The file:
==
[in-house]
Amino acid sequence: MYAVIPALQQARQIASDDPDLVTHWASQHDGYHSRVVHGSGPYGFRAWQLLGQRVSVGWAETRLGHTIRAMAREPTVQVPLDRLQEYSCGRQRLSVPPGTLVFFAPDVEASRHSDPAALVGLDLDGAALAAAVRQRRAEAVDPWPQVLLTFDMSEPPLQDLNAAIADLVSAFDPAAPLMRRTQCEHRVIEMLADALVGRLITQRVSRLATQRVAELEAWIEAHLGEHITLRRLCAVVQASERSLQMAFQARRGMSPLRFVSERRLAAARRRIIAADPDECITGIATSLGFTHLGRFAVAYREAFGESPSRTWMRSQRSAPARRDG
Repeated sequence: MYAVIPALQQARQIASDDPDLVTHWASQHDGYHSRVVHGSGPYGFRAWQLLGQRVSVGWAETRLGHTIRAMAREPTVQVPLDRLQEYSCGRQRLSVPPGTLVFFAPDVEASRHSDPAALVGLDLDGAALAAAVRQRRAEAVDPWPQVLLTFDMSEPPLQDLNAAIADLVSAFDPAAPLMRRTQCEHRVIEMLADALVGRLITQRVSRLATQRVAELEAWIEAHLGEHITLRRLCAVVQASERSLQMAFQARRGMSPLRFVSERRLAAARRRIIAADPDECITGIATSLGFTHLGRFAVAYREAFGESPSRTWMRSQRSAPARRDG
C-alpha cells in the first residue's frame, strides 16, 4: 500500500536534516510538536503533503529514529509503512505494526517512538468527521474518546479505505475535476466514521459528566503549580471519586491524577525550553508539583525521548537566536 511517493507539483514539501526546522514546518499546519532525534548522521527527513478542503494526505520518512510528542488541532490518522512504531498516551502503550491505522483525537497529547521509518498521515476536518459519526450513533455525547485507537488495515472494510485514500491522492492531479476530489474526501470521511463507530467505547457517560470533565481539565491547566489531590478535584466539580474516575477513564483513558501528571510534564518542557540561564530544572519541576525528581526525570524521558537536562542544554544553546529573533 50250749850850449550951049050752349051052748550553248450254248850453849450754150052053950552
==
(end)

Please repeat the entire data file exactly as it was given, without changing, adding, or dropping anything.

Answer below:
[in-house]
Amino acid sequence: MYAVIPALQQARQIASDDPDLVTHWASQHDGYHSRVVHGSGPYGFRAWQLLGQRVSVGWAETRLGHTIRAMAREPTVQVPLDRLQEYSCGRQRLSVPPGTLVFFAPDVEASRHSDPAALVGLDLDGAALAAAVRQRRAEAVDPWPQVLLTFDMSEPPLQDLNAAIADLVSAFDPAAPLMRRTQCEHRVIEMLADALVGRLITQRVSRLATQRVAELEAWIEAHLGEHITLRRLCAVVQASERSLQMAFQARRGMSPLRFVSERRLAAARRRIIAADPDECITGIATSLGFTHLGRFAVAYREAFGESPSRTWMRSQRSAPARRDG
Repeated sequence: MYAVIPALQQARQIASDDPDLVTHWASQHDGYHSRVVHGSGPYGFRAWQLLGQRVSVGWAETRLGHTIRAMAREPTVQVPLDRLQEYSCGRQRLSVPPGTLVFFAPDVEASRHSDPAALVGLDLDGAALAAAVRQRRAEAVDPWPQVLLTFDMSEPPLQDLNAAIADLVSAFDPAAPLMRRTQCEHRVIEMLADALVGRLITQRVSRLATQRVAELEAWIEAHLGEHITLRRLCAVVQASERSLQMAFQARRGMSPLRFVSERRLAAARRRIIAADPDECITGIATSLGFTHLGRFAVAYREAFGESPSRTWMRSQRSAPARRDG
C-alpha cells in the first residue's frame, strides 16, 4: 500500500536534516510538536503533503529514529509503512505494526517512538468527521474518546479505505475535476466514521459528566503549580471519586491524577525550553508539583525521548537566536 511517493507539483514539501526546522514546518499546519532525534548522521527527513478542503494526505520518512510528542488541532490518522512504531498516551502503550491505522483525537497529547521509518498521515476536518459519526450513533455525547485507537488495515472494510485514500491522492492531479476530489474526501470521511463507530467505547457517560470533565481539565491547566489531590478535584466539580474516575477513564483513558501528571510534564518542557540561564530544572519541576525528581526525570524521558537536562542544554544553546529573533 50250749850850449550951049050752349051052748550553248450254248850453849450754150052053950552